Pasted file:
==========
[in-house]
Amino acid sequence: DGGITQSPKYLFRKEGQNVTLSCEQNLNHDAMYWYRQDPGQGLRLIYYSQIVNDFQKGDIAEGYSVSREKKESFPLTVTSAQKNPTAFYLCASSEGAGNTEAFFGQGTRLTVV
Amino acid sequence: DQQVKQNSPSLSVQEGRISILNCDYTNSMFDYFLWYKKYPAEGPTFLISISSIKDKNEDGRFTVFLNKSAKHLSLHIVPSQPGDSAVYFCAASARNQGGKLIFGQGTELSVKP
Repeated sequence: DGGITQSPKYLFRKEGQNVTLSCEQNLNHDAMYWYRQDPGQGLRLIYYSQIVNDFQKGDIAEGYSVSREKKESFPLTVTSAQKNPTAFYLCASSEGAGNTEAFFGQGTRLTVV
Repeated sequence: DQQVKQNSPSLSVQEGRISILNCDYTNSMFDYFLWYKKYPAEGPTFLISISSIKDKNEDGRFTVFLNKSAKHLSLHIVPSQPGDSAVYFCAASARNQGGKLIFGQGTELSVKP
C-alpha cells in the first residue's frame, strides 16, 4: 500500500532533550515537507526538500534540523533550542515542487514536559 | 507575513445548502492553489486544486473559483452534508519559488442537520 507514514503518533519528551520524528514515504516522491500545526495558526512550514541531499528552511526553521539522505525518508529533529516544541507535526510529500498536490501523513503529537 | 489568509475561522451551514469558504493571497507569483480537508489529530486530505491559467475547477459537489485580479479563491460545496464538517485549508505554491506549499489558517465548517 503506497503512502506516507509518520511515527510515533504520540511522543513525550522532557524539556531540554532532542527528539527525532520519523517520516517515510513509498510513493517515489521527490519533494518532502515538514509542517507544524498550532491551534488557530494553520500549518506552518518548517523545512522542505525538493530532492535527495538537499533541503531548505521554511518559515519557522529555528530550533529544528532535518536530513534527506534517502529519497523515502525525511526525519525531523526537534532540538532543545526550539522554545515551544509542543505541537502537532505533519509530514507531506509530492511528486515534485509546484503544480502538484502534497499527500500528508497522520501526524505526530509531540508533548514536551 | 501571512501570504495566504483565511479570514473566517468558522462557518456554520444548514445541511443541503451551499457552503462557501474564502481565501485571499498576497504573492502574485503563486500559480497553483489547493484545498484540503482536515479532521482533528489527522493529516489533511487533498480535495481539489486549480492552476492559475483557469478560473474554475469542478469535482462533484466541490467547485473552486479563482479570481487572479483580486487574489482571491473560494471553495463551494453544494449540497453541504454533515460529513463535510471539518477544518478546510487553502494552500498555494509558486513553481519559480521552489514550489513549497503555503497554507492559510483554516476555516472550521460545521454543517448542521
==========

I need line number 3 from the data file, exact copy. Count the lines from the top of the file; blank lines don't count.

Amino acid sequence: DQQVKQNSPSLSVQEGRISILNCDYTNSMFDYFLWYKKYPAEGPTFLISISSIKDKNEDGRFTVFLNKSAKHLSLHIVPSQPGDSAVYFCAASARNQGGKLIFGQGTELSVKP